A man from Bangalore found a samosa with the filling name on it, see photos

The name of the stuffing punched into a samosa. Twitter

As technology advances day by day, people are finding more and more innovative ways to make themselves comfortable. When we come across several such things in our daily life, we love to share them with others through social media. Recently, a man from Bangalore came up with an example that you cannot imagine. A person named Shobhit Bakliwal uploaded a photo of several samosas on his Twitter page. Interestingly, the fill-based categories are printed on the shell. “A real food ‘tech’ innovation in Bangalore,” he wrote in his Twitter post.

The photo shows two samosas served in a box. One of them has “aloo” (potato) written on the edge of the skin, and “noodle” is engraved on the other. According to the comment section, Bakliwal ordered a samosa from the Samosa party, where the shop manager thanked him for sharing it. As a reason for this, they explained: “This solves an important customer problem sustainably by allowing fillings to be identified in case of different orders, without damaging the Samosa.”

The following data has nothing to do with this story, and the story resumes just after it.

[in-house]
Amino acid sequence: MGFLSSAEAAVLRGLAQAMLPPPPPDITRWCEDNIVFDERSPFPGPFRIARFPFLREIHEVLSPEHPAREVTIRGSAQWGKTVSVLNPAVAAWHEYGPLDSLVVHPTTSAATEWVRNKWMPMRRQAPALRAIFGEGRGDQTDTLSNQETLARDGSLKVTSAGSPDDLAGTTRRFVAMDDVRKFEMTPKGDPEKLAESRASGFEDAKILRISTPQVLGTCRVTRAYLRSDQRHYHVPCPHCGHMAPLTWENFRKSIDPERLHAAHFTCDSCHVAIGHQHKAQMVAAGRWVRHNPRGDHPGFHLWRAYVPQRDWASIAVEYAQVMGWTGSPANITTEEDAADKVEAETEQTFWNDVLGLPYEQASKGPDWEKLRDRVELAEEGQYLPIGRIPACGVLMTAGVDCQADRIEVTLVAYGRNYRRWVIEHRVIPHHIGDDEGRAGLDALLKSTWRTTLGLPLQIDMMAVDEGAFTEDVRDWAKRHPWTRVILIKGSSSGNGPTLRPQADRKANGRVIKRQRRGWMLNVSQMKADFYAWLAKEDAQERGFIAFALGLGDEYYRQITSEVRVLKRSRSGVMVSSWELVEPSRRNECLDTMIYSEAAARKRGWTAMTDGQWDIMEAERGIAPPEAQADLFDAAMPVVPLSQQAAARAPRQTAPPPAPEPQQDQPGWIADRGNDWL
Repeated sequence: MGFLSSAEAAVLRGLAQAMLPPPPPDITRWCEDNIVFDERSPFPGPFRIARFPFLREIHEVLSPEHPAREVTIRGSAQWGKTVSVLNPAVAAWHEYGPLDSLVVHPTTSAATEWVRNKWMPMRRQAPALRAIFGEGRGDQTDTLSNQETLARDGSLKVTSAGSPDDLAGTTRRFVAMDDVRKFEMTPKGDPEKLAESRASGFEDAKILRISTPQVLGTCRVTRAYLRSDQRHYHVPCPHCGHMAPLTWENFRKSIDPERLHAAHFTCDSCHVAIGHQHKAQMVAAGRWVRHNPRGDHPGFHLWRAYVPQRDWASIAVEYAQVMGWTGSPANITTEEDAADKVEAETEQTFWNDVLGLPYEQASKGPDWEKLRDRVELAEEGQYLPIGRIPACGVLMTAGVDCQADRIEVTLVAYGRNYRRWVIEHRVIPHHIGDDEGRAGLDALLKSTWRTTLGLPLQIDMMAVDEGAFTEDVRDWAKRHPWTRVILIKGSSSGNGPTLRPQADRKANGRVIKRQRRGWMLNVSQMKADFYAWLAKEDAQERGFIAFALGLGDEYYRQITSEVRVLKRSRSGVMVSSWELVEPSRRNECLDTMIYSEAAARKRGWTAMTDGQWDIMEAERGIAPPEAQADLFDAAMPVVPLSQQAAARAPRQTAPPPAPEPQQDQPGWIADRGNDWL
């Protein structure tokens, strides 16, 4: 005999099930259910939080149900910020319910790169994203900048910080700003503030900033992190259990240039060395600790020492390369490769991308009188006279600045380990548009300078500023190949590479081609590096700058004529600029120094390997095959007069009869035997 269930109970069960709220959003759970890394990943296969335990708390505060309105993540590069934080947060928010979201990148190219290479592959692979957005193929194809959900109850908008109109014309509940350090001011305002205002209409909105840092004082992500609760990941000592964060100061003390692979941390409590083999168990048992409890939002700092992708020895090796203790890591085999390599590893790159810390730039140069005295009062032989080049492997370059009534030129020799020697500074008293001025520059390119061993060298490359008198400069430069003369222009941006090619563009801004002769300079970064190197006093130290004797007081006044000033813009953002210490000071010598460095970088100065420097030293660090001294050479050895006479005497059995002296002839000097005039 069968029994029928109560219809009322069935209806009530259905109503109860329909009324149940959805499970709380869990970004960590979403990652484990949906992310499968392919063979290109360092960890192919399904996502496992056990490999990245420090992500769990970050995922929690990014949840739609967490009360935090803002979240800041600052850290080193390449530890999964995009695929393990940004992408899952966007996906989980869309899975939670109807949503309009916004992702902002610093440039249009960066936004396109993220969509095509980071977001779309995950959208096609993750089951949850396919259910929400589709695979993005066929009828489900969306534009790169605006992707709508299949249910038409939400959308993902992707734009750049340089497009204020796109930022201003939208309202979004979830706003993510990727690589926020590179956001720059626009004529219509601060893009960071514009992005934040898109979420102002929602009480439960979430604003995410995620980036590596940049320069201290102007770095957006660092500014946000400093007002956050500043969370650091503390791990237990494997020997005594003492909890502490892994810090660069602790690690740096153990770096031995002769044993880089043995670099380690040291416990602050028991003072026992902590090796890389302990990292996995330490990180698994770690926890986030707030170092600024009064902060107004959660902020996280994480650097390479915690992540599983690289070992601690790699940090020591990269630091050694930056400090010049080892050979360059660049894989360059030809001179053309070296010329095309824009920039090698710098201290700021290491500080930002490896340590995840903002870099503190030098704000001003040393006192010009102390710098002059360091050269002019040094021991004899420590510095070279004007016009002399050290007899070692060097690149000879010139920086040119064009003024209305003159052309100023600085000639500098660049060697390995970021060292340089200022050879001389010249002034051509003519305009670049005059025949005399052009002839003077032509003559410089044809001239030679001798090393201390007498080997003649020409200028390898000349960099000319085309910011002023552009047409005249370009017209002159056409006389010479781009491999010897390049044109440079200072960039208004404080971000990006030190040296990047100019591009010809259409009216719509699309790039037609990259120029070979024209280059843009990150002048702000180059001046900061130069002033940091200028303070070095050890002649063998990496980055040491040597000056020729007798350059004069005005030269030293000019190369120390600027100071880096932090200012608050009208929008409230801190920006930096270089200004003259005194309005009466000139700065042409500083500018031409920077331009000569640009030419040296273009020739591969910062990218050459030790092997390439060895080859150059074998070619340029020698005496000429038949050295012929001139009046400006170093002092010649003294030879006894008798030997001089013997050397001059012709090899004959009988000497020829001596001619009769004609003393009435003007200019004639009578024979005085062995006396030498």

The post has so far garnered over 2,500 likes on Twitter since it was shared. Users found the idea so innovative that they praised the store for introducing it.

A man recounted a similar incident he encountered in Hyderabad. However, in that case, the seller’s name is written on the samosa. He described it as “simple but effective marketing”.

Another user noted: β€œThis is awesome. When Technology Meets the Foodie.”

One person recalled: “I remember seeing this in Bangalore before the pandemic.”

One user said: “It immediately reminded me of a vendor in my hometown who used ketchup on samosas for the same purpose.”

Here are some more reactions:

Earlier, another customer of the Samosa Party brand shared a photo of the samosa with its serial numbers. The man humorously wrote in the caption: “Can technology please stay away from my halva?”

In this scenario, the brand also responded: “After the technology entered Sonars, we had Holway FOMO.” Amit Nanwani, co-founder of the brand, later admitted that the codes on the bottom of the samosa helped customers choose between vegetarian and non-vegetarian options.

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